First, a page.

There are other characters found in one or other of the three classes which, though highly characteristic when they occur, cannot be called diagnostic. It is the unequal distribution of these characters that makes the division of fishes into four classes desirable. A swim-bladder , for instance, is normally present (though it may be secondarily lost) in all fishes except elasmobranchs, which never at any time possessed one. In the placoderms and other extinct groups the presence of the swim-bladder can only be surmised.

The nasal capsules open by inhalent and exhalent apertures. These may be only partly separate, as in the elasmobranchs, or completely separate, as in the Actinopterygii, where they are both dorsal in position. In the Crossopterygii one pair is external, the other internal in the mouth, although in some very ancient forms the internal nares have been lost. The condition of the circulatory system, the structure of the brain, the urinogenital organs, fins, and scales all yield characters which help to diagnose the various groups.

The kidney is a mesonephros with an occasional persistence of a few pro nephric tubules (p. 153). As in all gnathostomes, there are three semicircular canals.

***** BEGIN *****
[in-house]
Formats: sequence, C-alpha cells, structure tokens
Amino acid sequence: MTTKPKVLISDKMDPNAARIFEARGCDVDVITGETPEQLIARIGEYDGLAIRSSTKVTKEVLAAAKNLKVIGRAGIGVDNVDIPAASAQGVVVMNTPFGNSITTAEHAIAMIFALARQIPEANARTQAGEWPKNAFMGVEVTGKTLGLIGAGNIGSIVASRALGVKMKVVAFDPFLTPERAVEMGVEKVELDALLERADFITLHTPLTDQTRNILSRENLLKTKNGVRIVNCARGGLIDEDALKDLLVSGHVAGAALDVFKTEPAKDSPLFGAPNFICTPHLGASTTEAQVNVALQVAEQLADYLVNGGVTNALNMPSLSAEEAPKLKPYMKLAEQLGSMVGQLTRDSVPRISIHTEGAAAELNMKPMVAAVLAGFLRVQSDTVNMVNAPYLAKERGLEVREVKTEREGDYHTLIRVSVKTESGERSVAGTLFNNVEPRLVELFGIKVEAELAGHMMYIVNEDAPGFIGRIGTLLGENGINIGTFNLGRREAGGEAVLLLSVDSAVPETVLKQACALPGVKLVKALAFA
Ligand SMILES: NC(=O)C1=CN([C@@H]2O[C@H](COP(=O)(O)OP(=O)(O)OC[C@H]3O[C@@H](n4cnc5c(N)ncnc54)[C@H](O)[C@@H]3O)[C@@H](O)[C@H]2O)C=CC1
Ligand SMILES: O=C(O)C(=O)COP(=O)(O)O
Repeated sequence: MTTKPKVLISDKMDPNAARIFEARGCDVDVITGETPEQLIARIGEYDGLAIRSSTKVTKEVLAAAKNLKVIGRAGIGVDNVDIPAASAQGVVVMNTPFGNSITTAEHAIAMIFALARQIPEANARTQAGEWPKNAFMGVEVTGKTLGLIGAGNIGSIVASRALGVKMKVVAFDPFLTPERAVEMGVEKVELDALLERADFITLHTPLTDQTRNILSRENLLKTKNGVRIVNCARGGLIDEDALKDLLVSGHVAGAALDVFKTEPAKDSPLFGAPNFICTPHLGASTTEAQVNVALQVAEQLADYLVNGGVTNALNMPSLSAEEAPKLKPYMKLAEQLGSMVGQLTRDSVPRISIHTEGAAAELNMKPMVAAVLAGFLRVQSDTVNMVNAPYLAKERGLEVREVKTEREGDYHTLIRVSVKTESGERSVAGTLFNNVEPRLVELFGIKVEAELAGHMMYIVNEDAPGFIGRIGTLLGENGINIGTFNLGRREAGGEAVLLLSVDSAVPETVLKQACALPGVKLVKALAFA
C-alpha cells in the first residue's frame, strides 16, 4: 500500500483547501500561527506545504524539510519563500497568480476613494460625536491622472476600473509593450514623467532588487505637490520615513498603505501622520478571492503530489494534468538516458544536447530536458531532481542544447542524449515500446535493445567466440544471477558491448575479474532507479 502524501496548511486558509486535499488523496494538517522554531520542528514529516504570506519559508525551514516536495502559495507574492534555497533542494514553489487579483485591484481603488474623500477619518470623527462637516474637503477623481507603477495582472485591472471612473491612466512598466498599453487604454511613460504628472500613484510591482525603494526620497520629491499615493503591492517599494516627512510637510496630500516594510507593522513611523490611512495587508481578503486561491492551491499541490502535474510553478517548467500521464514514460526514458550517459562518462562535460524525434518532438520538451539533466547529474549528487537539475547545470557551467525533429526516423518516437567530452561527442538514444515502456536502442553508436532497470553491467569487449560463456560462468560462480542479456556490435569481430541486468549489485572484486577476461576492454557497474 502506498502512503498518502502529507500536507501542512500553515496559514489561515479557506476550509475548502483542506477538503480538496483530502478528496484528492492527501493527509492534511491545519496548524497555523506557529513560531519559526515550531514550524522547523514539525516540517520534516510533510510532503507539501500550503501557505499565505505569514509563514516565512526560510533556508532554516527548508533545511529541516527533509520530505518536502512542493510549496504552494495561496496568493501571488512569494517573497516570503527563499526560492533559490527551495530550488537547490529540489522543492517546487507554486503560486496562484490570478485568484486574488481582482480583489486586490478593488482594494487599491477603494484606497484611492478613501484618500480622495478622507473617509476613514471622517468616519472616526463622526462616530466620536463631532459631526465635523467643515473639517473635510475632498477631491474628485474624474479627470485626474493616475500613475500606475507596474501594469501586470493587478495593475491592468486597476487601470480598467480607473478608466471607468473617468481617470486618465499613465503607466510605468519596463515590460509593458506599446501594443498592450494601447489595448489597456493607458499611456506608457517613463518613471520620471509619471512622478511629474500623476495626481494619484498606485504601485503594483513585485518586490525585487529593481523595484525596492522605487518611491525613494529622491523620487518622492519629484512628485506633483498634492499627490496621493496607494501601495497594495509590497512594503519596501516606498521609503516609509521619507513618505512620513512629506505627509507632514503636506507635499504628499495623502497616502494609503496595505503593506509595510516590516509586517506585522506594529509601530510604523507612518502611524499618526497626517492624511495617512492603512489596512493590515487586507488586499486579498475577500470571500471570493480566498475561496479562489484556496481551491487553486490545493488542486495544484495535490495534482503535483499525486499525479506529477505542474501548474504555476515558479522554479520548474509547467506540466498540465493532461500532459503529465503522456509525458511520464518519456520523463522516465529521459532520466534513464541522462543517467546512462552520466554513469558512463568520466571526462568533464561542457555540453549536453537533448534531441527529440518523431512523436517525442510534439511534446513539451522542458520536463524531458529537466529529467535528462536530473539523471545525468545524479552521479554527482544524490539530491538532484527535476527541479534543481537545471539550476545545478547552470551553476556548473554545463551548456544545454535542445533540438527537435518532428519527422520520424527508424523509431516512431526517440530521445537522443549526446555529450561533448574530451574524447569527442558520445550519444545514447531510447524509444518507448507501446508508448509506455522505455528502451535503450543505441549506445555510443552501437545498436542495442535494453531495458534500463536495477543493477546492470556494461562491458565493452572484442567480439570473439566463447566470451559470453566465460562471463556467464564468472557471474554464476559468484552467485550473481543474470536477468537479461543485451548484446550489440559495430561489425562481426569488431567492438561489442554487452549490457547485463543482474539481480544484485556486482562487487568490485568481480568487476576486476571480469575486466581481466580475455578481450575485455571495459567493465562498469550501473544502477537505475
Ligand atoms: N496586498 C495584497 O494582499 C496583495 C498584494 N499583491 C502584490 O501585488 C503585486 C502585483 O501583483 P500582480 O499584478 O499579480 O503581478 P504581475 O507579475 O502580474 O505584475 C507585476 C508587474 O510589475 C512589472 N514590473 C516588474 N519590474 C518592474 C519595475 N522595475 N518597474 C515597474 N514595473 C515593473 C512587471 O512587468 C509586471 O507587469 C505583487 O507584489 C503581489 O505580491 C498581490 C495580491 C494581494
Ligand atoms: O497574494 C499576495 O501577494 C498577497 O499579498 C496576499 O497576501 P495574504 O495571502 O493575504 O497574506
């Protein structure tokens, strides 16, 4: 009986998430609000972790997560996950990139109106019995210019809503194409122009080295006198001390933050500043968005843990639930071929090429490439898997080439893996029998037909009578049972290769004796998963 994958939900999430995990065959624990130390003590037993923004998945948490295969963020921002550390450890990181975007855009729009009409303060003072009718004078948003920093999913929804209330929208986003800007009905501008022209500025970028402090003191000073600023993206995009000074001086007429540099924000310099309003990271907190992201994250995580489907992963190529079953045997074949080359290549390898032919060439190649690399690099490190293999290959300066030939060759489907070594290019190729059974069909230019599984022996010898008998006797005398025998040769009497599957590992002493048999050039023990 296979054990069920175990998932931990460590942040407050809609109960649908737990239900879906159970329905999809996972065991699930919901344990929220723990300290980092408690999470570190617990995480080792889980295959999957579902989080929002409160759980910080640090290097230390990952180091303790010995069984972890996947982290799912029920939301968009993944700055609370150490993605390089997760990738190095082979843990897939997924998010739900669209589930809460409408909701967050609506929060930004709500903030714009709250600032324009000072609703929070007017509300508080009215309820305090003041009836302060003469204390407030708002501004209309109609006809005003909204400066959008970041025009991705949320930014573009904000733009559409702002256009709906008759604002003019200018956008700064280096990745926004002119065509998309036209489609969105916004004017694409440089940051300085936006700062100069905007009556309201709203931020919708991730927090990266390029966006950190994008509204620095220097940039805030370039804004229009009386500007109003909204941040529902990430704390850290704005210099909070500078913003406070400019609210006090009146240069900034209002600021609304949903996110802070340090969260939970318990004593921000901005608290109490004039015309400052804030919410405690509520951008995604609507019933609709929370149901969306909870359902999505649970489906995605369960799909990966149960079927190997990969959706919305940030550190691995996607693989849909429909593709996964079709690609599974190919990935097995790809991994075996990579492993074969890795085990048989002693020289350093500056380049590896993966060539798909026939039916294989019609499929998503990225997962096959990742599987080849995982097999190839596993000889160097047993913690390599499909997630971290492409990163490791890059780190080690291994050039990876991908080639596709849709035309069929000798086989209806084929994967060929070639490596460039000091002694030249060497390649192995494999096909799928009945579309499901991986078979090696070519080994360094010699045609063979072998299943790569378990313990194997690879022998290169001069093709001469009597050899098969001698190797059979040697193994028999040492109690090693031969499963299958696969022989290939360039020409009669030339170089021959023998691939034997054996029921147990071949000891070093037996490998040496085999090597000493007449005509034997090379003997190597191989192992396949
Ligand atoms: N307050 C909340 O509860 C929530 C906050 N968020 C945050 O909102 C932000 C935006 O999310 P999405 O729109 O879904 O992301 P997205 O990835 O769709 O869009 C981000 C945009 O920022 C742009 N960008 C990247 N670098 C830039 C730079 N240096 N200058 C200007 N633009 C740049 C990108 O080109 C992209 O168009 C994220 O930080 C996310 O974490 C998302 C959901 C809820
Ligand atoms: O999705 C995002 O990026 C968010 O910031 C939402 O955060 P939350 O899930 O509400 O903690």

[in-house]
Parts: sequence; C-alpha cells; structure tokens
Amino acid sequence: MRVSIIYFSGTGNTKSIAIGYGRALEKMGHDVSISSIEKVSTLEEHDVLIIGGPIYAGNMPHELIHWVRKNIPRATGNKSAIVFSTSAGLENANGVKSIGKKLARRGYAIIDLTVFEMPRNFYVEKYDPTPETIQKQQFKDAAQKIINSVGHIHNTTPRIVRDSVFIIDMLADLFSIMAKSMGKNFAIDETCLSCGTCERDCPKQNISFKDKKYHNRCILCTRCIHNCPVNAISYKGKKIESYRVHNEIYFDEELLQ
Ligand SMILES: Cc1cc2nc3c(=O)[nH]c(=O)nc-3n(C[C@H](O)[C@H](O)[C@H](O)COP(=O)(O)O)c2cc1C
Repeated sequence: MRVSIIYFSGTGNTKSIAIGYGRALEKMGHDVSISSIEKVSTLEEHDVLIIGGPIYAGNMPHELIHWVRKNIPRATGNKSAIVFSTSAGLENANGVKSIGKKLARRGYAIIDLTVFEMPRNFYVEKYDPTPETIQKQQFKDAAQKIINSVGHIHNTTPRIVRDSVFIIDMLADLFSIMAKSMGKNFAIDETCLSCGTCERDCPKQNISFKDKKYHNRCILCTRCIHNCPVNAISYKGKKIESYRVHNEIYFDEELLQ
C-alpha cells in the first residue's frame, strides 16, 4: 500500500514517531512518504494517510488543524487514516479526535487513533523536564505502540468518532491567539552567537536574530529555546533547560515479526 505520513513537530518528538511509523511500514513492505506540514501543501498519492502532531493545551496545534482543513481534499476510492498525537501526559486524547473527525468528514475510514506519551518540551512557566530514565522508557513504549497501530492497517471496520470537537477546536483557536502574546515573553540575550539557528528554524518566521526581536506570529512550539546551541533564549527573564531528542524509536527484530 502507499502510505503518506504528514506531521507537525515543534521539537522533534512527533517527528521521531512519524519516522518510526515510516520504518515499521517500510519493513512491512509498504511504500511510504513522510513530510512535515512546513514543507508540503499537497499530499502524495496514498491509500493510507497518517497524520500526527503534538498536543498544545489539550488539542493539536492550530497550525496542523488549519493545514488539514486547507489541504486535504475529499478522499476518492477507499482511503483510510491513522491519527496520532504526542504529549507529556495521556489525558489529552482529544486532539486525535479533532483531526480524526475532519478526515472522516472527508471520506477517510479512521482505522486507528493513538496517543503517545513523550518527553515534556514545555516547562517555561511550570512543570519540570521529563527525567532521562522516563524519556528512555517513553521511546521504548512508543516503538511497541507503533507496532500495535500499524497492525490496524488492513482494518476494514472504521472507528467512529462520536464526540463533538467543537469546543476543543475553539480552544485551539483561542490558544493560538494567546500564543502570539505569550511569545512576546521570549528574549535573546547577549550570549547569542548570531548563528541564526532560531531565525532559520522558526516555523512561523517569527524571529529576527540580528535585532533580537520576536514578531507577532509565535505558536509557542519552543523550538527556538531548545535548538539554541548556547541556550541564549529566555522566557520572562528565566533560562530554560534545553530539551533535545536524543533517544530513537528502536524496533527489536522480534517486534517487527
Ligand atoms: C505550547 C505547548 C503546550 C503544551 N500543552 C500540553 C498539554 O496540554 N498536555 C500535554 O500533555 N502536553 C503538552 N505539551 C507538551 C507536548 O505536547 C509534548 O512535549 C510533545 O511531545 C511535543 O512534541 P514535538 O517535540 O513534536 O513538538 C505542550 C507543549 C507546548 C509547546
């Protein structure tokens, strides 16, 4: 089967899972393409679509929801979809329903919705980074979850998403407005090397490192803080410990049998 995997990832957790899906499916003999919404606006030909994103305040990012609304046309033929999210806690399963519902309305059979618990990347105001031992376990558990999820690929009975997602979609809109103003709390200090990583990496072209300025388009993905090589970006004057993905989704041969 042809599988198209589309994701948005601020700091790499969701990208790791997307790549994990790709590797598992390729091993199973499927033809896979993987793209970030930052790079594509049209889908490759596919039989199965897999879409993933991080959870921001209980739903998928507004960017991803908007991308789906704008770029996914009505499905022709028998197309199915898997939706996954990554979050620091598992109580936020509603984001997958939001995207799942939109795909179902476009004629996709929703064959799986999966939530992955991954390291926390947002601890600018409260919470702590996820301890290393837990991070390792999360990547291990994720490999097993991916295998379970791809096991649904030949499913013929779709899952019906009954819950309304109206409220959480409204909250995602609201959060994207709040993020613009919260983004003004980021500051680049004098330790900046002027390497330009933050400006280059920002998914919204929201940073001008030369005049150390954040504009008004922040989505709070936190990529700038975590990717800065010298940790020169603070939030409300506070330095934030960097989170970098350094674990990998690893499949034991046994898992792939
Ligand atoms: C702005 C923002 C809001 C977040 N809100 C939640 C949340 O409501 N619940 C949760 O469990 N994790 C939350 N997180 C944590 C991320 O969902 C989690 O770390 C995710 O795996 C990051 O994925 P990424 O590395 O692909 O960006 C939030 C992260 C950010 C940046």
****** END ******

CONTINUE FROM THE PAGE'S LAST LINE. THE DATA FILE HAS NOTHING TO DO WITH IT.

For convenience, some taxonomists further divide Gnathostomata into two superclasses. All the fishes and fish-like aquatic gnathostomes are placed in the superclass Pisces, whereas all the four-footed terrestrial gnathostomes in the superclass Tetrapoda. Their contrasting features are as follows :

Superclass 1. Pisces (L. piscis, fish)

  • Fishes or fish-like aquatic forms with paired as well as median fins, gills and scaly skin.

Class 1. Placodermi

  • Several extinct orders of primitive earliest jawed fishes of Palaeozoic with bony head shield movably articulated with trunk shield. Placoderms. Climatius, Dinichthys.

Class 2. Chondrichthves. (Gr. chondros, cartilage; ichthys, fish)